module specification

PY7173 - Psychological Knowledge and Models of Therapy (2017/18)

Module specification Module approved to run in 2017/18
Module title Psychological Knowledge and Models of Therapy
Module level Masters (07)
Credit rating for module 20
School School of Social Sciences
Total study hours 200
 
156 hours Guided independent study
44 hours Scheduled learning & teaching activities
Assessment components
Type Weighting Qualifying mark Description
Group Presentation 70%   Case formulation exercise
Coursework 30%   Reflective statement
Attendance Requirement 0%   Attendance (minimum of 80% registered attendance)
Running in 2017/18
Period Campus Day Time Module Leader
Year North Thursday Morning

Module summary

Psychological Knowledge and Models of Therapy is a year long module that introduces students to core areas of psychological knowledge and models of therapy that provide a foundation for professional practice and development in counselling psychology. It is assessed via an essay and case formulation assignment.

Prior learning requirements

None

Module aims

The module aims to introduce students to core areas of psychological knowledge and models of therapy relevant to counselling psychology practice. It aims to provide students with a broad based theoretical and philosophical introduction to the field and thus a framework that supports the development of their identities and orientations as applied psychology practitioners. The module also aims to support the development of core cognitive and intellectual skills that underpin the ability to translate psychological theory into practice, and provide a foundation for more advanced study and practice at later stages of the programme.

Syllabus

  • The origins and philosophical basis of counselling psychology
  • Psychological and research knowledge relevant to counselling psychology practice
  • Common psychological problems and trends in service provision
  • Core principles of assessment, formulation, intervention and evaluation
  • Introduction to humanistic, psychodynamic and cognitive-behavioural models of therapy
  • Trans-theoretical perspectives and mechanisms of psychotherapy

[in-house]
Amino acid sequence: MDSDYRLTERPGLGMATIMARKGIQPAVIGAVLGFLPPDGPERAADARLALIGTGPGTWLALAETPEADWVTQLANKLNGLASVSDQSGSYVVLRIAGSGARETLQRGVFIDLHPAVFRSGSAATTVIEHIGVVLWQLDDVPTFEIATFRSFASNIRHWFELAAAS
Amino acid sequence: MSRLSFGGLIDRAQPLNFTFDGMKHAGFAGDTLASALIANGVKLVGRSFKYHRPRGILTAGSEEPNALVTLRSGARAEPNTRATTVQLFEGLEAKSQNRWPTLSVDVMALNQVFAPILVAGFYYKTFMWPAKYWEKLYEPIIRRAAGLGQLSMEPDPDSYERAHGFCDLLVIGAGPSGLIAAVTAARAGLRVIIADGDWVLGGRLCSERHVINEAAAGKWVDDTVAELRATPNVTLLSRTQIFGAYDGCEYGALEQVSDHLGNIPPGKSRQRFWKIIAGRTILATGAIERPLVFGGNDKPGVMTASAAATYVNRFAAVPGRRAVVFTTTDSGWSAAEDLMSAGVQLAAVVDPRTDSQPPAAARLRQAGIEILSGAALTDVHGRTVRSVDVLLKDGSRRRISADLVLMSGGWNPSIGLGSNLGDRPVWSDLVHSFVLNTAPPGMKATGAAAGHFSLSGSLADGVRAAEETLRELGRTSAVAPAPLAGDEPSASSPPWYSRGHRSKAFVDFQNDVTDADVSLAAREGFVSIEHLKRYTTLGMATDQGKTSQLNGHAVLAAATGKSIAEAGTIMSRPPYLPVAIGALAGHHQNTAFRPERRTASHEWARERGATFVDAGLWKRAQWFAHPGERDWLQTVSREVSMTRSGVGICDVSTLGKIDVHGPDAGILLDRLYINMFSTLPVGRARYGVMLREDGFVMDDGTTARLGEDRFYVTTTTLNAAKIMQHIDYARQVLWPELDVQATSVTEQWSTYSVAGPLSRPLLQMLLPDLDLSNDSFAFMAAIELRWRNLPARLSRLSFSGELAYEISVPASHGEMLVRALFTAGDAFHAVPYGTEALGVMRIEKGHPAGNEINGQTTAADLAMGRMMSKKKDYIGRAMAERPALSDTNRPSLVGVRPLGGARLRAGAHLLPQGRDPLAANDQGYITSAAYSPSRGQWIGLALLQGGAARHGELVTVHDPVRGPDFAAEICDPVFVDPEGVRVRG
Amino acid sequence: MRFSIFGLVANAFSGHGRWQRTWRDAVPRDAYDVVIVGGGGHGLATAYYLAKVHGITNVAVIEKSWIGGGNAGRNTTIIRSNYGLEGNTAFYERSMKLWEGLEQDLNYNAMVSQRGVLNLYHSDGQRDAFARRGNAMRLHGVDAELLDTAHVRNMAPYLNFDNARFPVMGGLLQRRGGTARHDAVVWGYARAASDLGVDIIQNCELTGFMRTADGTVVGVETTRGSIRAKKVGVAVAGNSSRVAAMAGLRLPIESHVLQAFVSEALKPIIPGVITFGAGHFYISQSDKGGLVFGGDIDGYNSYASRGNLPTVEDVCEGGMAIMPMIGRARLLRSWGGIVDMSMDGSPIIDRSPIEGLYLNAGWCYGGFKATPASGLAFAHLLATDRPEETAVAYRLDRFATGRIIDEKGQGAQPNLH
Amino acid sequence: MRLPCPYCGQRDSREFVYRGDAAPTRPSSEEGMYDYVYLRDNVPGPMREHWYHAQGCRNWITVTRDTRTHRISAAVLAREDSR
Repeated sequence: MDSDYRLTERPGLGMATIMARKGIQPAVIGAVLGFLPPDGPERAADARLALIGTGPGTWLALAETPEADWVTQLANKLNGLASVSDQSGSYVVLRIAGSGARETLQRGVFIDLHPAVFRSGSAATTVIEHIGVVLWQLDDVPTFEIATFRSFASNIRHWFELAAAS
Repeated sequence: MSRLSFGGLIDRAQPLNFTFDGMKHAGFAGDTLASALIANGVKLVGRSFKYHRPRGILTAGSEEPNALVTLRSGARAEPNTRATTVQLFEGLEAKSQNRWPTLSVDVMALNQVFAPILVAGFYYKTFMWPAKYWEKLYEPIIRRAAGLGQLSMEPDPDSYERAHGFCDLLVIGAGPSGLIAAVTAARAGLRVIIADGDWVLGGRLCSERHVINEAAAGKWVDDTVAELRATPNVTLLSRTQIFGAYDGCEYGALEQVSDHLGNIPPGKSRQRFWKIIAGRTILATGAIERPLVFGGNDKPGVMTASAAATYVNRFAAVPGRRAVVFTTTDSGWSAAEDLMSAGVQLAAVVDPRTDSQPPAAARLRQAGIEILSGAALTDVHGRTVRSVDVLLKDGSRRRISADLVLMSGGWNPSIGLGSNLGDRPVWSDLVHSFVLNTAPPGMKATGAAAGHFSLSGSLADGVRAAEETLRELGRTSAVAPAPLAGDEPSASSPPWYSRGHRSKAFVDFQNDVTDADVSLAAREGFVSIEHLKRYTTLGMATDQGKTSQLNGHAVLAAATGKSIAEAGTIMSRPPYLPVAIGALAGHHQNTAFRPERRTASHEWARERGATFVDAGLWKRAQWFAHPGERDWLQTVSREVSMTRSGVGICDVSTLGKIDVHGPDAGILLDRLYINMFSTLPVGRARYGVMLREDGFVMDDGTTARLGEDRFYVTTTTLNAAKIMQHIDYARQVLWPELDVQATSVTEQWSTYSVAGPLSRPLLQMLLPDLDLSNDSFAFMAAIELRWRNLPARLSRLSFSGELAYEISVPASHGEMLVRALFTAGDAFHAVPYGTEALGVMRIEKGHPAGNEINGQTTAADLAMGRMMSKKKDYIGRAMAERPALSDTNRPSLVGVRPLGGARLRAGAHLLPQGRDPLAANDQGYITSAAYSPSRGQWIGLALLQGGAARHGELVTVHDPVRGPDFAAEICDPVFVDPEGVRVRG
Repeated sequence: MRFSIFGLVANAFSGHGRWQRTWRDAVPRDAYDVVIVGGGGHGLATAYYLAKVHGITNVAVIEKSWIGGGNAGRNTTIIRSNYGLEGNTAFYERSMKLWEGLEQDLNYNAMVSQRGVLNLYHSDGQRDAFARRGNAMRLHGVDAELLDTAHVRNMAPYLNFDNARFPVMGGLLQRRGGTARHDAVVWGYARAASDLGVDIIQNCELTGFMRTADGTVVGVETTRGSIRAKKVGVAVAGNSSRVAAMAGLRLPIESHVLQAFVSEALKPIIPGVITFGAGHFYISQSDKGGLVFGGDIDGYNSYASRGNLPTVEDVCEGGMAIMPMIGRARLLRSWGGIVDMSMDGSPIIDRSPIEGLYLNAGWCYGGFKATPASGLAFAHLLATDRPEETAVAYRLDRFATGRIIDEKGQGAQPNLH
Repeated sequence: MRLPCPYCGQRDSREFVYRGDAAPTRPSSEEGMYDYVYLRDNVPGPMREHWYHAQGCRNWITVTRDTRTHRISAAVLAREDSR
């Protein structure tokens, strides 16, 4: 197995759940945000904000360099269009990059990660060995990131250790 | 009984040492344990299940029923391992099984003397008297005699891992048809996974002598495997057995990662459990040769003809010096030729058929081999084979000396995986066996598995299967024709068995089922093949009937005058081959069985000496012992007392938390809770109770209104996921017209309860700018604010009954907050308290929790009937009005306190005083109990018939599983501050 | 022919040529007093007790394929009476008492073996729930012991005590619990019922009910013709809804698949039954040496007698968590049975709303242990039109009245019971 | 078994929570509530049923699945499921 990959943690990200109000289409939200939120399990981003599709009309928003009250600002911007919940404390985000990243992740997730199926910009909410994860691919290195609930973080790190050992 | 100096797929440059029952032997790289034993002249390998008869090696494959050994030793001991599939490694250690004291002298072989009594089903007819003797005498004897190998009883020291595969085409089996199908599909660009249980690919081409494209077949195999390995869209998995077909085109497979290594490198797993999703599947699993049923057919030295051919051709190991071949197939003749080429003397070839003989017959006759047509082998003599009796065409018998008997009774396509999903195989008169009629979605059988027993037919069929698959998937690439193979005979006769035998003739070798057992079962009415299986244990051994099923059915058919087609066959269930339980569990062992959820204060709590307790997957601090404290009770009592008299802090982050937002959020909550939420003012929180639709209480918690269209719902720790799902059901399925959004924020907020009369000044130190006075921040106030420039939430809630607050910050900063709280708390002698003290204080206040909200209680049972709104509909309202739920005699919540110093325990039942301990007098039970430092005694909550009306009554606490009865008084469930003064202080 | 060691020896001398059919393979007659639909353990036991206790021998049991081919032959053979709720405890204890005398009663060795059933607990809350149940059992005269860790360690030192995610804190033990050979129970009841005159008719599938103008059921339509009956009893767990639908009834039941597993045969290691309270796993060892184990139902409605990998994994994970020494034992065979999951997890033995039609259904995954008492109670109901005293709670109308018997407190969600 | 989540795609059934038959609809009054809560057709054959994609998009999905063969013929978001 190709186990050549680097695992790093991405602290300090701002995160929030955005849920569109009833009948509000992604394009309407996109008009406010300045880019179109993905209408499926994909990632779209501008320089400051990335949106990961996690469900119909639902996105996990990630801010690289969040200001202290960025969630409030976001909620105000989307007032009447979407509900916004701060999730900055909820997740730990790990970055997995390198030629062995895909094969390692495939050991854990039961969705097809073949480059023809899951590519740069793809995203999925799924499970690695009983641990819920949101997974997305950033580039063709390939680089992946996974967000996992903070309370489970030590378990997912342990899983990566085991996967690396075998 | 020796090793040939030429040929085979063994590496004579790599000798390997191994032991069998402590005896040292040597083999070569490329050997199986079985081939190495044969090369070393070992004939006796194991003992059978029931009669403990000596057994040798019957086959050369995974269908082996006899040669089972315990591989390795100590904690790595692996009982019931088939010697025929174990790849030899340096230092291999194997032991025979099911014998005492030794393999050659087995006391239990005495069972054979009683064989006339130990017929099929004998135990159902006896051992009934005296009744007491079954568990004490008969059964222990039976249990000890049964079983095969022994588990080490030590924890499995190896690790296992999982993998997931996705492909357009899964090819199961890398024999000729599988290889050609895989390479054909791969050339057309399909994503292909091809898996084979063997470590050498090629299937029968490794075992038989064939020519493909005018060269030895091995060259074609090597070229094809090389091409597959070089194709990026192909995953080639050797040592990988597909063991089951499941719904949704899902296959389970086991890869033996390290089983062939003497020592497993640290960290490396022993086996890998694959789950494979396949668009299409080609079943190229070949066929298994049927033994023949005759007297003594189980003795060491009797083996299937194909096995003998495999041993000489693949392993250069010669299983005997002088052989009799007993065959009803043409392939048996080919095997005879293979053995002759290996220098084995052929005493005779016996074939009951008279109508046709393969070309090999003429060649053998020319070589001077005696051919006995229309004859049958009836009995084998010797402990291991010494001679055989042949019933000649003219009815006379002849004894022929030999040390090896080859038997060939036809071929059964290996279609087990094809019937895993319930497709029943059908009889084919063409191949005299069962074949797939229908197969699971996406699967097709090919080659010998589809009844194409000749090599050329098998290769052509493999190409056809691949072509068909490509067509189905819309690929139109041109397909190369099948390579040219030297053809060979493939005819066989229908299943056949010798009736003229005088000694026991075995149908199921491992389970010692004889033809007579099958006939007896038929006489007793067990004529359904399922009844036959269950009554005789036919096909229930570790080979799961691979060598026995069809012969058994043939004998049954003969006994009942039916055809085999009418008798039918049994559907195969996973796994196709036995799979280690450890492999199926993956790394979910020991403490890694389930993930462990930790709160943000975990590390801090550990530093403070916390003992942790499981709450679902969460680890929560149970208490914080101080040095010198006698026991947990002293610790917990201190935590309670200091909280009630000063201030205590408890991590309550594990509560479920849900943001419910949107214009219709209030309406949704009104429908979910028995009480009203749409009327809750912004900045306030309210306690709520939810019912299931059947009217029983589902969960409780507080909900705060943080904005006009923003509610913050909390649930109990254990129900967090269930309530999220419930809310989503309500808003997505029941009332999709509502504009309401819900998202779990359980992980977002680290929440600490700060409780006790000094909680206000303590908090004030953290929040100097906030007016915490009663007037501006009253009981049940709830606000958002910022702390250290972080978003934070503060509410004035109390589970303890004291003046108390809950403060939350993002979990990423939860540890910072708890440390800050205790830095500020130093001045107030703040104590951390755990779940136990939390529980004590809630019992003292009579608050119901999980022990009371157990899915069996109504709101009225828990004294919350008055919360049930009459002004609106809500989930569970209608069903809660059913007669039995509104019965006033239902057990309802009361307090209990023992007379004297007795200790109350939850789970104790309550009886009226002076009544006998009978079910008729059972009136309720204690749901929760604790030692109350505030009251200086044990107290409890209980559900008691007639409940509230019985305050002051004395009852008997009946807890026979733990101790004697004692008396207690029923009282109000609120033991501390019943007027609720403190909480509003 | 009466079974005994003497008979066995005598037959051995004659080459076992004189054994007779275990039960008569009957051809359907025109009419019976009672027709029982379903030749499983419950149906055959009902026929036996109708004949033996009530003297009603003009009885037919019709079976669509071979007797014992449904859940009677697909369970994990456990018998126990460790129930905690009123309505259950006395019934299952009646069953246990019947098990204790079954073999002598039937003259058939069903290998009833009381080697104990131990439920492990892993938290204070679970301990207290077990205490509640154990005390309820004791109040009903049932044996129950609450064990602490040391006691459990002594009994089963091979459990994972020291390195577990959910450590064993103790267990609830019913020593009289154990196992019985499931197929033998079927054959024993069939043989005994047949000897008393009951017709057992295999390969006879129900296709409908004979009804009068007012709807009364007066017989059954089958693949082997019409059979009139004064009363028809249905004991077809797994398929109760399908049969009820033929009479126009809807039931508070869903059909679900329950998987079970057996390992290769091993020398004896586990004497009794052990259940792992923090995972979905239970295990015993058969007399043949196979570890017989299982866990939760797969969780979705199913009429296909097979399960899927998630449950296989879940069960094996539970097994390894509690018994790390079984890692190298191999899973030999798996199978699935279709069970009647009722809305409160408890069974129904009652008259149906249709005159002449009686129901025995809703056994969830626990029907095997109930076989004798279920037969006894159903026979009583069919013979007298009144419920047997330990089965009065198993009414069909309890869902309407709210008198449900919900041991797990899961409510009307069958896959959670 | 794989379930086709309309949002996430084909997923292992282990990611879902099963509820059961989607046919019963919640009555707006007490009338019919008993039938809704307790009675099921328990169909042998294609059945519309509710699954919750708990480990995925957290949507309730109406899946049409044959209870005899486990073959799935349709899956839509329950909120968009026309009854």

Learning and teaching

The module’s learning and teaching strategy incorporates a variety of methods that help students achieve the learning outcomes. Formal lectures, supplementary reading and Weblearn resources develop psychological knowledge and understanding; in-class discussion promotes student-led critical evaluation; and problem based exercises hone intellectual skills in case formulation and treatment planning. Reflection on individual learning and future development is a component of the module’s assessment.

Learning outcomes

On successful completion of this module students will:

  1. Have a critical understanding of the philosophical basis of counselling psychology
  2. Have an awareness of a range of psychological knowledge and models of therapy relevant to the practice of counselling psychology; and be able to critically evaluate these
  3. Have a critical understanding of basic principles of psychological assessment, formulation and treatment planning, and be able to translate this effectively into practice, using a cognitive-behavioural model.

Assessment strategy

i) Case formulation and reflective statement
Students will submit an oral assignment at the end of the module in a group formal that comprises two parts:

a) Case formulation
Students will be asked to present a psychological assessment formulation and treatment plan for a case from their own practice placement work. This should use a cognitive-behavioural model as the main theoretical framework, but also consider the potential applicability of other models to the case  (Learning outcome 3)

b) Reflective statement
Students will be asked to present a personal statement in which they critically reflect on the areas of psychological knowledge and models of psychological therapy presented in the module and consider their potential relevance and utility from a counselling psychology perspective.

ii) Attendance
Students are expected to attend all timetabled sessions for the module.  Although there may be occasions when circumstances prevent trainees from attending (e.g., illness), a minimum of 80% attendance is required overall.

Bibliography

Bond, F.W. & Dryden, W. (Eds.) (2004). Handbook of brief cognitive behaviour therapy. Chichester: Wiley.

Cooper, M. (2008). Essential research findings in counselling and psychotherapy: The facts are friendly. London: Sage.

Cooper, M. & Mc Leod, J. (2010). Pluralistic counselling and psychotherapy. London: Sage.

Dryden, W. (Ed.) (2007). Handbook of individual therapy (5th ed.). London: Sage.

Duncan, B., Miller, S., Bruce, E., Wampold, B. & Hubble, M. (2009). The heart and soul of change: Delivering what works in therapy. (2nd ed.). Washington, DC: American Psychological Association.

Fonagy, P., Gyorgy, G., Jurisy, E.L. & Target, M. (2003). Affect regulation, mentalization and the development of the self. London: Karnac Books.

Gilbert, P. & Leahy, R.L. (2007). The therapeutic relationship in cognitive behavioural psychotherapies. London: Routledge.

Gillon, E. (2007). Person-centred counselling psychology: An introduction. London: Sage.

Legg, C. (1998). Psychology and the reflective counsellor. London: Wiley-Blackwell.

Lemma. A. (2003).  Introduction to the practice of psychoanalytic psychotherapy. Sussex: Wiley & Sons.

Milton, M. (Ed.) (2010). Therapy and beyond: Counselling psychology contributions to therapeutic and social issues. London: Wiley-Blackwell.

Woolfe, R., Strawbriedge, S., Douglas, B. & Dryden, W. (Eds.) (2009). Handbook of counselling psychology (3rd ed.). London: Sage.